In the 1840s, Ichi, blind masseur and quick-draw swordsman, travels to the village of Itakura to pay his respects at the grave of Kichizo, a man he killed two years' ago. The villages in the area, after several years of famine, have struggled to raise 1,000 ryo in taxes they owe. The money is stolen while in transit to the governor. Ichi is accused as is Boss Chuji, a samurai Ichi respects. Ichi sets out to find the money and clear his own and Chuji's names. Along the way, he must face Kichizo's sister, some of Chuji's own gang, a corrupt governor, and his henchmen. Loyalties shift even as Ichi's moral compass stays true. Written by
Ichi buffs will be interested to know that Jushiro is played this film by Katsu's real-life brother, Tomisaburo Wakayama, who would later star in the Lone Wolf and Cub series of films (produced by Katsu). See more »
I think this stunning film ranks among the great action films of all time but could be hung as stills in any art museum. Hokusai & Hiroshige influences abound.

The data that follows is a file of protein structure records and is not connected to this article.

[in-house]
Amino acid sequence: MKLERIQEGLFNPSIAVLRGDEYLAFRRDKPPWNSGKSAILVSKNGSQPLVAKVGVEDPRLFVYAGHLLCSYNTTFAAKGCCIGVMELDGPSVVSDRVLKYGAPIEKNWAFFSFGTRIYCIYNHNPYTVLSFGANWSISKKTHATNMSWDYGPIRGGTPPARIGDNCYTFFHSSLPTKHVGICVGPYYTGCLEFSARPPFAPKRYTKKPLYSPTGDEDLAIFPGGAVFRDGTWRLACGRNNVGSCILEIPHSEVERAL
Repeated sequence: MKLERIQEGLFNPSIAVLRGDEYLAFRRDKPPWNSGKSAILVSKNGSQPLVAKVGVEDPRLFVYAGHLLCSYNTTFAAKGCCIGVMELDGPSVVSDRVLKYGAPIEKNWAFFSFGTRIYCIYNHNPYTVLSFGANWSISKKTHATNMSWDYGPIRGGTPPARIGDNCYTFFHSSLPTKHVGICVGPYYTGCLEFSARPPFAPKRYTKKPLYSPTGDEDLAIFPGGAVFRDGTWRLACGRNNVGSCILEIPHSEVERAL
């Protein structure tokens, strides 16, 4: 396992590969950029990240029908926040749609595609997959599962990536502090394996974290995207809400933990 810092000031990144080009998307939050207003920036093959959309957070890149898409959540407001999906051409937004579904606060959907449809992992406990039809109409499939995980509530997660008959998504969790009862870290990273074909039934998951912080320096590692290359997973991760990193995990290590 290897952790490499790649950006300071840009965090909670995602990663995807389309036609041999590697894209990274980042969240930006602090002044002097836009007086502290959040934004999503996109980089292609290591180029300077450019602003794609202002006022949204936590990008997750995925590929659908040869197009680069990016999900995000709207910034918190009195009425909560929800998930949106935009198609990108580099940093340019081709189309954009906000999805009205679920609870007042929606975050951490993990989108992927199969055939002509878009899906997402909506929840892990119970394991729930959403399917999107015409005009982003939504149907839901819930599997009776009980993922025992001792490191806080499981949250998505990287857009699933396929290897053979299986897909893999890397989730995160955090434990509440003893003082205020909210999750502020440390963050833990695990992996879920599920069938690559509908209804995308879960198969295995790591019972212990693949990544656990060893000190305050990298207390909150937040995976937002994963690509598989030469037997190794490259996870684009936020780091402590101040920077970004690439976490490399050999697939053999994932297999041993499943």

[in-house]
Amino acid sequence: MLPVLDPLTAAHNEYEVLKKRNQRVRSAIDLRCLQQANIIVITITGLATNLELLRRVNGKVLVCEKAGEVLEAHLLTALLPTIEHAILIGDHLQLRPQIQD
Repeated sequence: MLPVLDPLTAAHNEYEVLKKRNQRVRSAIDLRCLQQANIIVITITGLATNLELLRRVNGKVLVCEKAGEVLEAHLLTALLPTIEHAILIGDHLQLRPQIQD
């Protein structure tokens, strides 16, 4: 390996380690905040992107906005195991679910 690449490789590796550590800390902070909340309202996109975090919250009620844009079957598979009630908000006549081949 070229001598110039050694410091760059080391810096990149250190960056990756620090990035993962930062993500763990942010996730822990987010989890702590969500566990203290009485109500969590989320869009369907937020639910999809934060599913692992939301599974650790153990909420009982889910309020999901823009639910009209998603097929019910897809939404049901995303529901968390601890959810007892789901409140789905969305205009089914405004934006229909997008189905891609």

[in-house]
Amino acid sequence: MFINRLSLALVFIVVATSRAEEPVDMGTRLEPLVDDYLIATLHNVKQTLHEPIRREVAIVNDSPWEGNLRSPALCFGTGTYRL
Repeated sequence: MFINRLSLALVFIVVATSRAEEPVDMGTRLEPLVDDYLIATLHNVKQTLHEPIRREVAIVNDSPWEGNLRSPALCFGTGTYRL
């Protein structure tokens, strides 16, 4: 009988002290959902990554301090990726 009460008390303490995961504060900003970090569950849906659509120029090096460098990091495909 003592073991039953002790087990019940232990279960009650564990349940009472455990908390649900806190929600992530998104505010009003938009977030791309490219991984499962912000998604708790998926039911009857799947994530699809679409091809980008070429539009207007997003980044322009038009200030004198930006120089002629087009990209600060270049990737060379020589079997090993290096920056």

Yet best of all is the unforgettable character Zatoichi himself. Shintaro Katsu created an everyman/superhero who had no equal, at least in western culture. A squat, homely, bandy-legged self-deprecating blind man full of humor & humility & an abundance of spirituality. And could he make that sword dance.
These movies have no equal. Each one is as perfectly made as any movie can be. I used to go see them when they first appeared in the theaters of San Francisco & Los Angeles Japanese neighborhoods. I still love them every bit as much now.
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